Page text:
Brexit Legal Challenge; an update on the Article 50 Litigation

9 November 2016

Duncan Gillespie

On 3 November the High Court delivered its judgement in the case brought by Ms Gina Miller and others against the Secretary of State for Exiting the European Union in which Ms Miller had argued that an Act of Parliament is required before the Government can initiate the process of leaving the EU provided for under Article 50 of Treaty on European Union.

As described below, Ms Miller’s claim was successful but the Government has said that it will appeal to the Supreme Court.  That appeal is scheduled to be heard between 5 and 8 December with duration depending upon the complexity of the legal submissions made and the number of interveners.  In keeping with the constitutional significance of this case, it will be decided by all 11 Supreme Court judges.



As is now well known, under Article 50 a Member State that wishes to withdraw from the EU must notify the European Council of its decision.  An agreement on the terms of withdrawal will then be negotiated with the withdrawing Member State by the Council on behalf of the continuing EU.[1]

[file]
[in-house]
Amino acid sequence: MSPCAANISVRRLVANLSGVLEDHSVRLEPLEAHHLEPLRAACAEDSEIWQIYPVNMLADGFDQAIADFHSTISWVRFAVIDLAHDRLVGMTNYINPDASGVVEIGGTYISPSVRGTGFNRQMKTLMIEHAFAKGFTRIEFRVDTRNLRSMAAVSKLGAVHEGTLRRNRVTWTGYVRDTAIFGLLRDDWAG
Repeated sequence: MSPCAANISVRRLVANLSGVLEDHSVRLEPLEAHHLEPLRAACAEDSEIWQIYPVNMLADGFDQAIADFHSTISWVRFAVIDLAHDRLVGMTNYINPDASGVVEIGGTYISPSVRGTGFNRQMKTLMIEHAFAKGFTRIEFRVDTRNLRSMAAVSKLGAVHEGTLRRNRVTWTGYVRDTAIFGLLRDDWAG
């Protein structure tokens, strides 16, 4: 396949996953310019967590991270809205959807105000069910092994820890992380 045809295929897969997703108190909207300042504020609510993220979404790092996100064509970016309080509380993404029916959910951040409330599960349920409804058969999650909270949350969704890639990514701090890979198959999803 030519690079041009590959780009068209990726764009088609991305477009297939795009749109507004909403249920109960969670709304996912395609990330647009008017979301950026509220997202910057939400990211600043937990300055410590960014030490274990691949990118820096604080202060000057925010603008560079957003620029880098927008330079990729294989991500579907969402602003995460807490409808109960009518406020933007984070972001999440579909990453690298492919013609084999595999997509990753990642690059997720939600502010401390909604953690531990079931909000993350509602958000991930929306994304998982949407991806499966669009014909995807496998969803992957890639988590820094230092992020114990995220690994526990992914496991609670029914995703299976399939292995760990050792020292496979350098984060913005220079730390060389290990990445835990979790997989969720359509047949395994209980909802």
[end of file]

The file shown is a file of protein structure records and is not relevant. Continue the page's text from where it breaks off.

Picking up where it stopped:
The withdrawal agreement will take account of the likely nature of the future relationship between the continuing EU and the departing Member State (e.g. in relation to continued access to the single market) but will not cover those arrangements in detail, being more in the nature of a “divorce settlement” dealing with practical matters such as winding up of EU-funded programmes in that country, its ongoing liability for contributions to EU staff pension funds, etc.

Unless extended by a unanimous decision of the remaining EU Member States, the period for negotiation of the withdrawal agreement will expire (and with it the departing Member State’s membership of the EU) two years after delivery of the notification under Article 50 whether or not a withdrawal agreement has been concluded, still less an agreement on the ongoing relationship between that Member State and the continuing EU which is likely to take far longer.